Scripps College welcomes its 10th president, Suzanne Keen, an internationally known narrative empathy theorist whose work as a leader, scholar, and teacher is animated by an ethic of care.
By Katherine Juhl Griffiths
Unanimously selected from a highly competitive pool over an eight-month search process, Suzanne Keen’s proven track record of administrative and academic leadership, strategic planning, and fundraising, as well as her commitment to inclusivity, access, and affordability, establish a framework for her success at Scripps.
“President Keen is committed to the long-term stability of the Scripps mission; this empowers her to think not only of the issues of the day, but also in a very strategic and long-term way,” says Laura Hockett ’85, chair of the Board of Trustees.
Keen was attracted to Scripps because it offers gender-diverse students a woman-centered education inside a coeducational consortium.
“Scripps is a small liberal arts college. It has roles for women and for gender -diverse students, who wouldn’t necessarily have as ample opportunity for leadership. These are unique strengths,” says Keen. “Some of the other colleges that Scripps considers its peers have consortia, but you have to get on a bus or a van or train to get to the other colleges. The fact that you can just walk across campus and take coursework or study with a professor on another Claremont campus is just one reason to love the opportunities that the consortium affords our students.”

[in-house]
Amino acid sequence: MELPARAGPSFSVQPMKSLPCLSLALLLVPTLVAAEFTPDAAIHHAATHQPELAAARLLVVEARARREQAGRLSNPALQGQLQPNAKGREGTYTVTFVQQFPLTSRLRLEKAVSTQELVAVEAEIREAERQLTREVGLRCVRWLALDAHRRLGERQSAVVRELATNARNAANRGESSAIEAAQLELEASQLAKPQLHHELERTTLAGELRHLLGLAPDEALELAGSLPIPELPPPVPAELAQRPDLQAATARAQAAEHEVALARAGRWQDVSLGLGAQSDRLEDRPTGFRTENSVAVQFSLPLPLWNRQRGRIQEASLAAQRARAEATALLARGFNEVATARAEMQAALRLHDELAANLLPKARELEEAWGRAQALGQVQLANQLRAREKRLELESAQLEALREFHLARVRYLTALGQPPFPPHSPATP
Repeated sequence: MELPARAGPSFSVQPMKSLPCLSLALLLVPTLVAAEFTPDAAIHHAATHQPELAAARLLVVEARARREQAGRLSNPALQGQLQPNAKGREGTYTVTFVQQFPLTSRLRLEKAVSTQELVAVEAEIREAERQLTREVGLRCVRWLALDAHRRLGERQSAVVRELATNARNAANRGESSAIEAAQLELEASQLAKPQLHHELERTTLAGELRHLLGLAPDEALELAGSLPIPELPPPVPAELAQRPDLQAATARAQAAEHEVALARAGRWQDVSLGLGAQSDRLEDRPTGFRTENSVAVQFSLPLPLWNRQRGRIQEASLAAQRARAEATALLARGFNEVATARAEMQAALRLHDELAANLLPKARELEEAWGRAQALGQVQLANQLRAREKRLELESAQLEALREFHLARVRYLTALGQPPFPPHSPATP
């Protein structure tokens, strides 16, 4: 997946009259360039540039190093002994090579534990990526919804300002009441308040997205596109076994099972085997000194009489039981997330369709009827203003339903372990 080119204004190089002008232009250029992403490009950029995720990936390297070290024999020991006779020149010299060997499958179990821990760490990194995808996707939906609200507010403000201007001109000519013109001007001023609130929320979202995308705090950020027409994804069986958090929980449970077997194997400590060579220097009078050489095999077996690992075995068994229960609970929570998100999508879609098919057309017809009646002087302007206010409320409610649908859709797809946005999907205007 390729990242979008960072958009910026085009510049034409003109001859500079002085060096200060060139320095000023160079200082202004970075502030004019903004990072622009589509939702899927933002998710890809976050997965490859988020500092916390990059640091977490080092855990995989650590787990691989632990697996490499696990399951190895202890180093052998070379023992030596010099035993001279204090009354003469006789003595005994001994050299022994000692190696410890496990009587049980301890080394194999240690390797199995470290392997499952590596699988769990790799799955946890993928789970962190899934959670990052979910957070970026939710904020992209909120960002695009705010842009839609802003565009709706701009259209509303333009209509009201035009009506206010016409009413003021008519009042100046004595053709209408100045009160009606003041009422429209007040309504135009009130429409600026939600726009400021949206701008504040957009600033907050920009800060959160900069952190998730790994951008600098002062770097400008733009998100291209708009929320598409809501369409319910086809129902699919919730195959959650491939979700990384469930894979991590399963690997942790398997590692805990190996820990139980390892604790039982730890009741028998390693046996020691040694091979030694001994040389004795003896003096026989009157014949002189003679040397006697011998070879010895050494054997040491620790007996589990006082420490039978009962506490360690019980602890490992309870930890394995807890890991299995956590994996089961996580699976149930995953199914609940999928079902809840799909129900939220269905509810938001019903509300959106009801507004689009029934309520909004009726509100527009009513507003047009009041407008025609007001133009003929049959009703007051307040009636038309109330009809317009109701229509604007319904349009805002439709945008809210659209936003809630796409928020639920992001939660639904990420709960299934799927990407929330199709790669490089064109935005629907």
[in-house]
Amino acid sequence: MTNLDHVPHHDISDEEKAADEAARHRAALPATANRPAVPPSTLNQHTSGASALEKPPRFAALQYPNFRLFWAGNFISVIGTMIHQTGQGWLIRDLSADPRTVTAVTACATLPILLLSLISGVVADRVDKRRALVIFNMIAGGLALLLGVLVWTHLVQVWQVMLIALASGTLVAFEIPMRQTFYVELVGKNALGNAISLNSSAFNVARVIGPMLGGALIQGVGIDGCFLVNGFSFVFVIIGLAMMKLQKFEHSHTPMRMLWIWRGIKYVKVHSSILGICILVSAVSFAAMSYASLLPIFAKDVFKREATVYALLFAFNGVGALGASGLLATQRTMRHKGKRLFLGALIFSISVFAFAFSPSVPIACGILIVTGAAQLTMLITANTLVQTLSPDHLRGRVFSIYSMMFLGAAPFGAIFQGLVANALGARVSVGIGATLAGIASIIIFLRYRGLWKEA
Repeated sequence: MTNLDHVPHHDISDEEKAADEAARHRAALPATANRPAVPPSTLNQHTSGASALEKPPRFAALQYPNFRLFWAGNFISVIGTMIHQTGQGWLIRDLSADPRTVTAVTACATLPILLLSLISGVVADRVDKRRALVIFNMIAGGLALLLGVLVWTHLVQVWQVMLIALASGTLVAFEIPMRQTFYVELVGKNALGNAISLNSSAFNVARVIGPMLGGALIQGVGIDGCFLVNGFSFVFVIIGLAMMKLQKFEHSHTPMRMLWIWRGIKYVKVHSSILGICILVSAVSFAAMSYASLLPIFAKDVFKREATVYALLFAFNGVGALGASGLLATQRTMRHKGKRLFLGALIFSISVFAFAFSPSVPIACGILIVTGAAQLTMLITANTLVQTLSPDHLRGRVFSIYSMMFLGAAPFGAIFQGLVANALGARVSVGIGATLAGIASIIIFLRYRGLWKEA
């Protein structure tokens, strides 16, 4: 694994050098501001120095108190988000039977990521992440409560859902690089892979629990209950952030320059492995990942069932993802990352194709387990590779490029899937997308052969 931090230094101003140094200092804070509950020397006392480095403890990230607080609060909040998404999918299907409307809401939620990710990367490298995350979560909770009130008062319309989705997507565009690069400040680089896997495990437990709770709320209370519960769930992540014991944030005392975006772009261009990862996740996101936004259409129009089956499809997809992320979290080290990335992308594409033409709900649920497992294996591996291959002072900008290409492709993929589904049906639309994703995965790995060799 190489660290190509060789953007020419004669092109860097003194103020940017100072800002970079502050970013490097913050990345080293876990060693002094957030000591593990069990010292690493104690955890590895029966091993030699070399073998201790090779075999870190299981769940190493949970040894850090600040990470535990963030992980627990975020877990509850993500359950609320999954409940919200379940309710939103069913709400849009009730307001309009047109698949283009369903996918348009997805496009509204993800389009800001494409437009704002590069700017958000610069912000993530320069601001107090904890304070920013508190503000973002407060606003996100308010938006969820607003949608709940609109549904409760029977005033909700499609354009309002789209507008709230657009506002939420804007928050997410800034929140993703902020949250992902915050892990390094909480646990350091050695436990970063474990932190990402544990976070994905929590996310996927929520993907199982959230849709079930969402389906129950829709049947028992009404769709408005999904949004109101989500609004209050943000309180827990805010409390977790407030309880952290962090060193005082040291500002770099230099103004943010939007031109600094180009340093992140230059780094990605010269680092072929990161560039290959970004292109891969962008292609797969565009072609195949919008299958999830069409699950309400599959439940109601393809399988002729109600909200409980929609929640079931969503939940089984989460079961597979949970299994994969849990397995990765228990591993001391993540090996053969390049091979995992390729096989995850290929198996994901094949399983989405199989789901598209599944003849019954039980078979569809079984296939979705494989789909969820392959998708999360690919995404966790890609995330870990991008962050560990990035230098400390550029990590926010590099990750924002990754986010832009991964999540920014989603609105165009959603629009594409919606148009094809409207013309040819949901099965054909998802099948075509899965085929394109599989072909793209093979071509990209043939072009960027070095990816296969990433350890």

Being part of the larger consortium also will inform Keen’s decision-making as a president, as well as her leadership of Scripps.
“My role is, first and foremost, to advocate for and to represent Scripps and to make sure that Scripps gets a good deal,” she says. “Scripps is well-respected and absolutely considered a good partner, and I certainly hope to continue that by cultivating concord and showing that I’m interested in the other colleges’ worlds.”
A seasoned senior administrator, Keen previously was chair of the English department and dean of the college at Washington and Lee. She joins Scripps from Hamilton College, where she was vice president for academic affairs and dean of faculty.
As a chief academic officer, Keen enhanced experiential learning opportunities for students by expanding undergraduate research, improving access to study abroad and internship programs, and establishing a robust academic advising initiative. She also recruited and retained faculty in the arts, humanities, social sciences, and STEM fields, creating a supportive environment for scholarly achievement, instructional excellence, and professional development. At both Washington and Lee and Hamilton, Keen increased hiring of Black, Indigenous, and people of color (BIPOC) and women faculty in fields where they were historically underrepresented and supported their success through mentoring, implementation of campus-wide diversity, equity, and inclusion initiatives, and articulation of antiracist principles.